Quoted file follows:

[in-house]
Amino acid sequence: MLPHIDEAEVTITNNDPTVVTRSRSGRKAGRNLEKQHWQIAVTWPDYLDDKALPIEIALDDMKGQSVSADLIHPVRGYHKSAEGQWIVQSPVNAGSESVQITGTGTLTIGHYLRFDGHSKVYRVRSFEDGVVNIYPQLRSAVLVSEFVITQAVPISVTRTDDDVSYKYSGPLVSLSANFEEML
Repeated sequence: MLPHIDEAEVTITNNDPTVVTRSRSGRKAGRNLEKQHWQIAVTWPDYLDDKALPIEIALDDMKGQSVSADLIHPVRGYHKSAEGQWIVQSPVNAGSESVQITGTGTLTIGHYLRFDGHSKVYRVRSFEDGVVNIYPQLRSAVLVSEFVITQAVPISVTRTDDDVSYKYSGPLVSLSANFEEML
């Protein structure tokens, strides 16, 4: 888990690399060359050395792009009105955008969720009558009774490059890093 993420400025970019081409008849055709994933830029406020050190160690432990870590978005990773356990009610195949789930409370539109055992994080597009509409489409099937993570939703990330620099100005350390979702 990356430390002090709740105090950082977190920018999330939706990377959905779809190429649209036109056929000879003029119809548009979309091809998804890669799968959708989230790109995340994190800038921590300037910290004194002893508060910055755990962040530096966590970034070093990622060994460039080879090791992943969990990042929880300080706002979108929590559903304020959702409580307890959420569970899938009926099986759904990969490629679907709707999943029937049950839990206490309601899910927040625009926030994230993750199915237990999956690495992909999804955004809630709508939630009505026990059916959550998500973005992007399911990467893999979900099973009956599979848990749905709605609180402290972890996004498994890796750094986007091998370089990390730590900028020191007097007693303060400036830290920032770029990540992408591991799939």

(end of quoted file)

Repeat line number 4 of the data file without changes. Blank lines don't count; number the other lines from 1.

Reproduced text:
């Protein structure tokens, strides 16, 4: 888990690399060359050395792009009105955008969720009558009774490059890093 993420400025970019081409008849055709994933830029406020050190160690432990870590978005990773356990009610195949789930409370539109055992994080597009509409489409099937993570939703990330620099100005350390979702 990356430390002090709740105090950082977190920018999330939706990377959905779809190429649209036109056929000879003029119809548009979309091809998804890669799968959708989230790109995340994190800038921590300037910290004194002893508060910055755990962040530096966590970034070093990622060994460039080879090791992943969990990042929880300080706002979108929590559903304020959702409580307890959420569970899938009926099986759904990969490629679907709707999943029937049950839990206490309601899910927040625009926030994230993750199915237990999956690495992909999804955004809630709508939630009505026990059916959550998500973005992007399911990467893999979900099973009956599979848990749905709605609180402290972890996004498994890796750094986007091998370089990390730590900028020191007097007693303060400036830290920032770029990540992408591991799939």